The first time I visited Russia 25 years ago, the most remarkable structures there bore the signature of [Turkish construction company] ENKA Holding, headed by Tarik Sara. Last week, I traveled to St. Petersburg for the International Economic Forum and this time I came across frequently the hallmarks of Ronesans Holding. I cracked the secret of the company’s success when I met its founder, Erman Ilicak.
If you wonder what I mean by success, here you go: Ronesans Holding is today the undisputed leader among foreign contractors in Russia, boasting projects worth $2 billion and employing 25,000 people, 30% of them Turks. Number two on the list is also a Turkish company, but its turnover is barely a third of Ronesans’.
Ronesans is active in 11 countries and has a total turnover of $3.2 billion, in which Russian projects account for 65%, while those in Turkey only for 10% ($320 million). In fact, Russia is the country where Ilicak started his business and founded his first company. His story is intriguing, if not unique.
Starting at ENKA
Born into a family hailing from Malatya, Ilicak graduated from Ankara’s TED College and then the Middle East Technical University. While in university, he met with Sara, the ENKA boss, and worked as an intern in his company during the summers. Following his graduation, he took a job at an ENKA construction project in Moscow, one of the many ENKA won in Russia in the 1990s as the country ushered into a new era in the wake of the Soviet Union’s collapse. Excited by the bustling opportunities, Ilicak, then a young engineer, begged leave of his boss in 1993 and moved to St. Petersburg, where he started his own company — in a small hotel room and with $30,000 worth of savings.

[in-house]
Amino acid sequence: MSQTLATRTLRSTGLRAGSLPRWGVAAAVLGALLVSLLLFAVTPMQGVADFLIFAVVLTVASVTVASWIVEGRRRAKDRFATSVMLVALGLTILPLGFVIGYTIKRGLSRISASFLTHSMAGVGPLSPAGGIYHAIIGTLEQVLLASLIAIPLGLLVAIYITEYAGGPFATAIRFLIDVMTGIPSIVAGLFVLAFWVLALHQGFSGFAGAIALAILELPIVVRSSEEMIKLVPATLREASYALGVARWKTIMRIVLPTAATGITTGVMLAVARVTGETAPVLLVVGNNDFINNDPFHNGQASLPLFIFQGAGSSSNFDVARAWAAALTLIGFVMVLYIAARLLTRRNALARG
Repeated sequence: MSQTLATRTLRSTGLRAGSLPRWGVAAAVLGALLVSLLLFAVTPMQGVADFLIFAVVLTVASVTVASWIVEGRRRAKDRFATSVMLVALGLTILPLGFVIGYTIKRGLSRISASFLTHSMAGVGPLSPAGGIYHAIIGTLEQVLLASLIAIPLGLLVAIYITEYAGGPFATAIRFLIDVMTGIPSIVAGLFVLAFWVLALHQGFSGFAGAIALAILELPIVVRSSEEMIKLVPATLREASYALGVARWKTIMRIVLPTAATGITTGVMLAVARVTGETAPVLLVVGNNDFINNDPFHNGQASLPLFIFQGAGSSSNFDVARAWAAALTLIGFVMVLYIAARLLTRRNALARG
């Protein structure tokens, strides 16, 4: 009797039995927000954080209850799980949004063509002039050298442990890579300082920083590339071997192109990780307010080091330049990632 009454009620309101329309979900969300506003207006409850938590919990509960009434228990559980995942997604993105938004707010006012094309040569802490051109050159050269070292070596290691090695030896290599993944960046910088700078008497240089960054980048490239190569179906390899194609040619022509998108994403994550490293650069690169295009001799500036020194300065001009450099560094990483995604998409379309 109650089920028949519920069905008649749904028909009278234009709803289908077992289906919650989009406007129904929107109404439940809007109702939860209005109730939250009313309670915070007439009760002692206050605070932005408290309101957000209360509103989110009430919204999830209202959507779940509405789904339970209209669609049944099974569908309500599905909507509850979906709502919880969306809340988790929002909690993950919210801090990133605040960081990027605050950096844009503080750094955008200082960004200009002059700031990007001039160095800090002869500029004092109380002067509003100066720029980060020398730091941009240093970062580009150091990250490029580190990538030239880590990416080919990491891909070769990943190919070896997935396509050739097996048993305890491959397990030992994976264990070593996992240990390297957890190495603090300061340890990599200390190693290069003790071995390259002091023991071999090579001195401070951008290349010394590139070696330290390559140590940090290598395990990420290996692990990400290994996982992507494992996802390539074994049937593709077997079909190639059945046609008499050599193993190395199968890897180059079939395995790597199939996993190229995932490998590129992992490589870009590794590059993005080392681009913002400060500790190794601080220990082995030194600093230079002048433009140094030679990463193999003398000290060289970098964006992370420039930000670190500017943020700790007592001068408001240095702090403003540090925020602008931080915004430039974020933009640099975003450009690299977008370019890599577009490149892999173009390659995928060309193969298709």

The birth of Ronesans
Why St. Petersburg and not Moscow? Here is how Ilicak explains his decision: “I went to Russia in 1992. The oligarchs were just emerging. Opportunities abounded and everyone scrambled to establish themselves in Moscow. I opted for St. Petersburg, Russia’s second largest city, where the completion was less fierce. My first clients would come to my hotel room and we would talk business sitting on the bed, for the tiny room had no table.”
And how does one find clients in a strange city, operating from a tiny hotel room? Ilicak put small ads in a Russian newspaper, advertising “meticulous refurbishing and painting services.” For a 26-year-old who did not even speak Russian, it was nothing but a crazy adventure.
Rotating tower for Abramovich
Today, Ilicak is building a 52-story rotating tower for Russian billionaire Roman Abramovich, knows personally 80 out of 100 Russian oligarchs and his company ranks 64th among the world’s largest international contractors with total assets of $6 billion.
Ilicak has an important message for Turkish business people: “Russia is Turkey’s second largest trade partner after Germany. For Russia, in turn, we are partner number six. In my view, doing business in Russia is very easy. Previously, Germans were the best in understanding and deciphering the Russians, now it’s us. Russia is so much like Turkey. The [business] relations are built on trust and cordiality. Building confidence is hard, but once you win their trust, Russians never let you go. Thanks to Prime Minister [Recep Tayyip] Erdogan’s efforts, the relations in recent years have grown as close as never before. Russia is the market where we can achieve the fastest and most reliable growth. Here we can turn natural gas to products and sell them from Turkey to the whole world.”
Continue reading this article by registering at no cost and get unlimited access to:
- The award-winning Middle East Lobbying - The Influence Game
- Archived articles
- Exclusive events
- The Week in Review
- Lobbying newsletter delivered weekly